The Importance Of Critical Thinking Skills

The importance of critical thinking skills
According to Edmonds et al. (2005), critical thinking has many definitions over the past years; however, it can be concluded as an active mental process that includes mental skills such as conceptualizing, analyzing, applying, synthesizing and evaluating information in order to emerge with an answer or conclusion.

Everyone needs to have an ability to solve problems throughout their lives. Therefore, many educational experts have stressed on the importance of instilling higher order thinking skills in one’s education as it helps students to analyse the situation, learn the tasks better before emerge with solution both in academic and non-academic circumstances (Chance, 1986; Tama, 1989; Ennis, 1992; Elder & Paul, 2001,). This is because thinking and learning are interrelated as one has to independently think and seek solutions to a problem or situation in order to gain knowledge. Research findings indicate that critical thinking skill can be taught and improved in everyone and this skill should be integrated in the curriculum at all levels (Grant, 1988; Paul et al., 1989; White, Burke, 1992; McKendree et al., 2002).

Sternberg (2003) stated that one of the goals of education is to produce lifelong learners who posses the qualities of intelligent, critical thinkers which is believed to be able to think independently, analytically and critically to experience a better career achievement in order to gain personal satisfaction and hopefully, contribute to national achievement to develop his nation. This is because learning is an ongoing process that may occur in academic and non-academic circumstances. Without critical thinking skills, Sternberg (2003) further elaborated that schools and universities will only produce highly gullible students and graduates who may be knowledgeable, but lack of the skills to think critically and analytically over a situation. This is because they are just passively receiving information exhibited by the political leaders as information can be easily transmitted by the media via various form in this era of rapid development of Information Technology (IT). Without ability to think critically, they also would later face some problems when they become employees as they need to communicate well-reasoned ideas and would not be able to actively contribute to educational discussions due to poor communication skills and lack of analytical reasoning to a situation at hand (Education Reform in Malaysia Report, 2012).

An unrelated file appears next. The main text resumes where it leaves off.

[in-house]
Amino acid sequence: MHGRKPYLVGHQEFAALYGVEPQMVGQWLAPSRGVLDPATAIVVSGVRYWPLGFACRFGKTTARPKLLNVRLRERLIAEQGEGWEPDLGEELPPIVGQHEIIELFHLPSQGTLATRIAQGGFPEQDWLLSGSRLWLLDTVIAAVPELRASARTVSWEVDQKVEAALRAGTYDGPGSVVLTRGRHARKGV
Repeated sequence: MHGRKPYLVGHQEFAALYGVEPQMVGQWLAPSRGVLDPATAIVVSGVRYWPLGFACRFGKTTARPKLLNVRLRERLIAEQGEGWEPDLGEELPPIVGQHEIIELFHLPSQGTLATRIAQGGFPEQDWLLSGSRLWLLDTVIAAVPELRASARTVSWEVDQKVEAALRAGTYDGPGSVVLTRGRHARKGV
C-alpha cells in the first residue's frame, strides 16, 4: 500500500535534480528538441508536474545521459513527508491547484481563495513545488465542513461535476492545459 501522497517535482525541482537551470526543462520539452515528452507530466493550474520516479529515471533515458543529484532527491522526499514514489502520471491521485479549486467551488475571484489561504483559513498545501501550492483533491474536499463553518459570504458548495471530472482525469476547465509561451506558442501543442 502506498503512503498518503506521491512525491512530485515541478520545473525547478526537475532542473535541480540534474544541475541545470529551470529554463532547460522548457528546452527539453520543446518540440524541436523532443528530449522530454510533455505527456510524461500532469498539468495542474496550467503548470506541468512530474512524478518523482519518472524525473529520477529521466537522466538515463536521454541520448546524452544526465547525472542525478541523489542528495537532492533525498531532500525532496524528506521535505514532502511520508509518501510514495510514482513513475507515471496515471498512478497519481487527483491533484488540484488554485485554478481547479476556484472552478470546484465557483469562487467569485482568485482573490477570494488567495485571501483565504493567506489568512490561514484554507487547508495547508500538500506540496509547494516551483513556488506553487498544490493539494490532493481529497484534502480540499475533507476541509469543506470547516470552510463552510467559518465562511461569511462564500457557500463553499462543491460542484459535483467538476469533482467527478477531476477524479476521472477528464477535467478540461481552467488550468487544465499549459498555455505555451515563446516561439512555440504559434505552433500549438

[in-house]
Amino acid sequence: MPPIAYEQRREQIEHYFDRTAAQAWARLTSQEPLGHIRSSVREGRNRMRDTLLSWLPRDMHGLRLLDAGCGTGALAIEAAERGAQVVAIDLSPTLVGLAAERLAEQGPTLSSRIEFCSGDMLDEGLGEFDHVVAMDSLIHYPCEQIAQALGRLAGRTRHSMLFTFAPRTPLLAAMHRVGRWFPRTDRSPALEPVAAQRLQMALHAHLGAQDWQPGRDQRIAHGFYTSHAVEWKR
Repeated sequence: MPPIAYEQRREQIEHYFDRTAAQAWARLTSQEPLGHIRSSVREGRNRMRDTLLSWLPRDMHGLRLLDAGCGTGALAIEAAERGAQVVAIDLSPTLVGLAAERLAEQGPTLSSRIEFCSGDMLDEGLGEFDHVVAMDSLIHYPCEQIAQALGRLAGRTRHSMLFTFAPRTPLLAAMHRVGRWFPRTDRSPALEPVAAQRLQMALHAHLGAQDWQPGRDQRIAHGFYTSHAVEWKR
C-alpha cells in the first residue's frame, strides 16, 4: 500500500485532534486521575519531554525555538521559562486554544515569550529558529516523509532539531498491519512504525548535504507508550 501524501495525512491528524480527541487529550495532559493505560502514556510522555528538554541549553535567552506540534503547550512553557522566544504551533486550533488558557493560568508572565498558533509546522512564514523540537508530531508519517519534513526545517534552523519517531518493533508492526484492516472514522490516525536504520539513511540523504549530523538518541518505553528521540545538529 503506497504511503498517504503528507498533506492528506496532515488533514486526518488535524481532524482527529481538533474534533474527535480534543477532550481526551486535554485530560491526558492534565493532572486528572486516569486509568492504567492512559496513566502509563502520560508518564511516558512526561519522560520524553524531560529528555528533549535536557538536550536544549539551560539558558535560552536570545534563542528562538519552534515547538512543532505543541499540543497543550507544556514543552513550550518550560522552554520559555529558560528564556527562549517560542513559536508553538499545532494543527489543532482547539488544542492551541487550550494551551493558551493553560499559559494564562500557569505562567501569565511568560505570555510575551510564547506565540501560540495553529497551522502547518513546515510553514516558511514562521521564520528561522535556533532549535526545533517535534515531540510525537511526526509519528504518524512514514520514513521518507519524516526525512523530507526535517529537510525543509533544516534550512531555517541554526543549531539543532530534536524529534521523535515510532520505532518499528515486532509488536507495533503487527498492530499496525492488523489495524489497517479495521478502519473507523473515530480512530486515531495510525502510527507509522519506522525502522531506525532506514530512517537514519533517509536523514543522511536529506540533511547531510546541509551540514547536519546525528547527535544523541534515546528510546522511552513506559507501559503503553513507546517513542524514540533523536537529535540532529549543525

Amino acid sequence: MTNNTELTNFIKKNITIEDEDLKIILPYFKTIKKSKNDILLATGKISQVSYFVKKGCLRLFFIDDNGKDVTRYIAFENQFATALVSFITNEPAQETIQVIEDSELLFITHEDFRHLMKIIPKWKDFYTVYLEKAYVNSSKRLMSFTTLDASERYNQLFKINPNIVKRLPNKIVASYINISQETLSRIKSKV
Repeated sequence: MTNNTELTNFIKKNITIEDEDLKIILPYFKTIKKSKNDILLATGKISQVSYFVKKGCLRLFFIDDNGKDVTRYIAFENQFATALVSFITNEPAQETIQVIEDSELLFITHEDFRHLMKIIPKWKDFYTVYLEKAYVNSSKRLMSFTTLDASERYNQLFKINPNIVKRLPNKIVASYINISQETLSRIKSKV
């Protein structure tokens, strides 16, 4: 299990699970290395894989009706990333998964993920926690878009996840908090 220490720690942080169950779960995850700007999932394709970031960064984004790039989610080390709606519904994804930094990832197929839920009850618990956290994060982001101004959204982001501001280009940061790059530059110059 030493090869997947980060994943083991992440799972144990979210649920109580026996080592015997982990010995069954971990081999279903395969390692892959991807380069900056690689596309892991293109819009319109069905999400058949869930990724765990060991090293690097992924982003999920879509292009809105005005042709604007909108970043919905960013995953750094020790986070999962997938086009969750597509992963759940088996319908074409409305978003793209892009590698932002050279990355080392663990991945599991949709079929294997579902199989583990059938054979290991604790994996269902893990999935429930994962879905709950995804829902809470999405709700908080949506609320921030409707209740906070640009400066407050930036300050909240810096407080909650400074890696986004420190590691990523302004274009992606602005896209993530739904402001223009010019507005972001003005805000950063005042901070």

Critical thinking and employability